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Part of selling new batteries and lightbulbs is that we also dispose of the old ones properly. You’re not supposed to just throw any of that in the trash because it contaminate ground water, cause fires, etc. So we gather them up and ship them off safely to a recycling facility.

Generally when someone brings us the old battery to show us what they are looking for, we ask if they want us to recycle the old one for them. Really the only reason to hold on to it would be that it still works. But some people get apprehensive at the word recycle. “Do whatever you want with it, I don’t care!” is the most common response, followed by “Yeah, you can throw it away.” Because I’m me, I always correct them and let them know it’s getting recycled, even if they’re not into “that hippie bullshit.”

Sometimes people will ask us to dispose of them, and that’s no problem. The only catch is that one certain kind of battery has to be shipped in an extra-special way which costs the store money. So we in turn charge the customer. It’s a small amount (normally less than a dollar), and we’re not making profit from it, but many people don’t want topay us for something they could just do at home. I repeat to them that we’re actually not throwing them away, and that’s technically illegal, but all they hear is “this will cost money.”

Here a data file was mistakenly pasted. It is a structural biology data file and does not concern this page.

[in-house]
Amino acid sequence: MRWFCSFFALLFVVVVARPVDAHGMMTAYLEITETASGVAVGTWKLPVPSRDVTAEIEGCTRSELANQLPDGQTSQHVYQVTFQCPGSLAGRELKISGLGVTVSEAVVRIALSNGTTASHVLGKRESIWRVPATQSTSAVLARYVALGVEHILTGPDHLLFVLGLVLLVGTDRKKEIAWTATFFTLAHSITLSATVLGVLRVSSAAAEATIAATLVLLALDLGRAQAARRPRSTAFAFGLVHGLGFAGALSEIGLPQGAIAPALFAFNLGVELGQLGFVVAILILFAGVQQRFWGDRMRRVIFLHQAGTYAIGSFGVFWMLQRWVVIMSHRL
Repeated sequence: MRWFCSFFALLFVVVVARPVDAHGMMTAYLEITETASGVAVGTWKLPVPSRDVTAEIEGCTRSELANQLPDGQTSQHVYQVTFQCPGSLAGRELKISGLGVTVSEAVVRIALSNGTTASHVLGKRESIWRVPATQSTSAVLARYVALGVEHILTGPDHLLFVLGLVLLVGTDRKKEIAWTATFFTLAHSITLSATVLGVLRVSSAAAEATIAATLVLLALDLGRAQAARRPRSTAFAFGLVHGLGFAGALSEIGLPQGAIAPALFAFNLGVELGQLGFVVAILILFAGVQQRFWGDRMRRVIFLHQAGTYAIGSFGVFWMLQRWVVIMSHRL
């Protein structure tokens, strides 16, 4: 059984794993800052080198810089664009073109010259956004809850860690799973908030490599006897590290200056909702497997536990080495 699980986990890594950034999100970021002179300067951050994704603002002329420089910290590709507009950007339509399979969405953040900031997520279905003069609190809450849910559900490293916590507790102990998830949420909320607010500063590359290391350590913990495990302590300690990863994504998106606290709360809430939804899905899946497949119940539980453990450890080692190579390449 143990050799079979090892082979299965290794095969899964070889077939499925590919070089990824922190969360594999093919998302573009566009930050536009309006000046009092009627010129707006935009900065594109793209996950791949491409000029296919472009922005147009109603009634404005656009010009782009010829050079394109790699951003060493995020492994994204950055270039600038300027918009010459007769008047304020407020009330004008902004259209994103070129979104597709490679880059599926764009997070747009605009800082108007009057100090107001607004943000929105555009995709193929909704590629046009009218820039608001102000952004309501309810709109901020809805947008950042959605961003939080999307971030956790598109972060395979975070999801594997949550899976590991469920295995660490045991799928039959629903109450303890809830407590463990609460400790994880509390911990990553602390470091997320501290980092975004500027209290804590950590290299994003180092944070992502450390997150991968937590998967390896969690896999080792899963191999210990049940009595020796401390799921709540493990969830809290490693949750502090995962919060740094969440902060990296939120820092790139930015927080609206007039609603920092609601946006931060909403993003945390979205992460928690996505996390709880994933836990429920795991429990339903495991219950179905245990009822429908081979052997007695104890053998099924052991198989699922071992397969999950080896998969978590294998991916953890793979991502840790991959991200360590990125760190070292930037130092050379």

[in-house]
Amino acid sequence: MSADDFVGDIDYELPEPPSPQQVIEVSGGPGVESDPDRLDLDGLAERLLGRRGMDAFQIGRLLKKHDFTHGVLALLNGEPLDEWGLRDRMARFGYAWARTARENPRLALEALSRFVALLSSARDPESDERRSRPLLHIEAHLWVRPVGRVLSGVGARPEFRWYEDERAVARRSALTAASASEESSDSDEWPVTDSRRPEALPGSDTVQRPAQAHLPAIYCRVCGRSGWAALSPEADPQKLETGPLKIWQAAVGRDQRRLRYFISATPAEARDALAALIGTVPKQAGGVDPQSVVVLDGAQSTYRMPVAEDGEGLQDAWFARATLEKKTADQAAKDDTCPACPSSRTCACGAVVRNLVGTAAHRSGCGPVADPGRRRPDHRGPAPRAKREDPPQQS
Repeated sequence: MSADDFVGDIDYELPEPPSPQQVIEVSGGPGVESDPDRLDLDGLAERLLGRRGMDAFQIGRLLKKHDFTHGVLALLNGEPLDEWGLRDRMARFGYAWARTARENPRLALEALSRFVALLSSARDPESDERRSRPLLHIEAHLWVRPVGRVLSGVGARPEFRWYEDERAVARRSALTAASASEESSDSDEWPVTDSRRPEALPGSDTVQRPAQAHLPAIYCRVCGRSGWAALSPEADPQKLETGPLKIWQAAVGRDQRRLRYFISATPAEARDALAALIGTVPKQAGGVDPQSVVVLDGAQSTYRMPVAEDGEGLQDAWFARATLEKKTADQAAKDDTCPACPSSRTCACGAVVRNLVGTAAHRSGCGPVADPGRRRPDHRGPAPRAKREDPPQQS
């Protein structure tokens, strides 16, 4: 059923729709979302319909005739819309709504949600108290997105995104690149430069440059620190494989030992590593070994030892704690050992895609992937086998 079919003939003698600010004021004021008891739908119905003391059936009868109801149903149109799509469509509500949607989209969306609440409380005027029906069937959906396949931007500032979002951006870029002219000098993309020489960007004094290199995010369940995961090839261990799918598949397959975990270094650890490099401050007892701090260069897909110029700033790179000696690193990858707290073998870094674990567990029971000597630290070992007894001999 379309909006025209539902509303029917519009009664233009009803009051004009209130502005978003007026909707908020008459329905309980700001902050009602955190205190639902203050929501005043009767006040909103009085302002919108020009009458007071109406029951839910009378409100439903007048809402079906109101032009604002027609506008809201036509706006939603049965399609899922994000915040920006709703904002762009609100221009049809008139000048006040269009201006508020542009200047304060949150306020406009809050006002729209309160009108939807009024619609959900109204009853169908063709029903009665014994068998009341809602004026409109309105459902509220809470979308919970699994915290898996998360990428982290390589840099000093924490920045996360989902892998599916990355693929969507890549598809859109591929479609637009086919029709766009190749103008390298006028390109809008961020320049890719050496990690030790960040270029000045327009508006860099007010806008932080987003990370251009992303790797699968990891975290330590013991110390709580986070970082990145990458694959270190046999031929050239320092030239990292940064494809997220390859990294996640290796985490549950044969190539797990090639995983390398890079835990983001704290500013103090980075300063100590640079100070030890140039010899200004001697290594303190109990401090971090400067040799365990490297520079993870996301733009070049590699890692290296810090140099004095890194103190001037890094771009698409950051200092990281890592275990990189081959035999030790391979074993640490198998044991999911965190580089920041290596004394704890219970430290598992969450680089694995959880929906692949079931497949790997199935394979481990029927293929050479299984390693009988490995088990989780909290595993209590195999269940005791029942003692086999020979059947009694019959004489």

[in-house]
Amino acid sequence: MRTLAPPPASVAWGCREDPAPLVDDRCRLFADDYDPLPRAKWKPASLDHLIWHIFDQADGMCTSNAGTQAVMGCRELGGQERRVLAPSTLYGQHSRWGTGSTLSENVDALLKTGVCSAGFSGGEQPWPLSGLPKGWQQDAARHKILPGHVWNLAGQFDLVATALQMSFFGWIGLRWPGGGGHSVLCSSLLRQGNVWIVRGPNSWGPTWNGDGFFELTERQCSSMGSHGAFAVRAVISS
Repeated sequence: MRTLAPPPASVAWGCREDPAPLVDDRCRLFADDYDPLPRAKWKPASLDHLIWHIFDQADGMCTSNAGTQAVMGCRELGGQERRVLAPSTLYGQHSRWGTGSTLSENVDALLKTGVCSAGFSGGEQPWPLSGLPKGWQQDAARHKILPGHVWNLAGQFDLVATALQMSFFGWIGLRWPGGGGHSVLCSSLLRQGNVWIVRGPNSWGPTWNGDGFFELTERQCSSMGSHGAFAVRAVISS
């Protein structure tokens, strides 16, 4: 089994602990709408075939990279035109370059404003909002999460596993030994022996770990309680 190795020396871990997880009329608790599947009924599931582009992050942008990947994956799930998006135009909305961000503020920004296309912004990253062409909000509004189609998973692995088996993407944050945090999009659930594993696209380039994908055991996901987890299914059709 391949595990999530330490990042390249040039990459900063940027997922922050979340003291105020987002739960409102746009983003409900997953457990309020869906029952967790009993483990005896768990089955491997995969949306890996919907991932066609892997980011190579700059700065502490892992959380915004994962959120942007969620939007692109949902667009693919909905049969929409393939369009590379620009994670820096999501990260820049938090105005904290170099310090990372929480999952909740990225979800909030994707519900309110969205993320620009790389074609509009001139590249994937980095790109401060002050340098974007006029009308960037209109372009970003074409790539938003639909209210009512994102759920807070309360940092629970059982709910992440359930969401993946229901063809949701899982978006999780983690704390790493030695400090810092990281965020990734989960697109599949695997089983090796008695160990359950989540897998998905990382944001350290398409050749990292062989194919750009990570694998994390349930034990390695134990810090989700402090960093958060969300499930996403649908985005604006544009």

On the flip side, some folks are upset that we don’t pay them for bringing in their recyclables. Since we don’t make money off the service, we can’t afford to give money out for it. However, these people are of the mindset that if there’s no financial incentive in it, it’s not worth doing. Nevermind the contaminated ground water or explosions I mentioned before. But these people will spend time and energy hunting for a place that will reward them for not poisoning the earth. rather than just bringing them to us to dispose of properly.

Now don’t take this as me preaching the Gospel of Mother Earth and how we have limited resources and all that. It’s just that I spend my days around battery acid. I’ve seen what it does to clothes, skin, and various other materials. I don’t want that stuff anywhere near my food or water. Or my as yet unborn children. But sadly I’m not like most people, who have a “what’s in it for me?” attitude.

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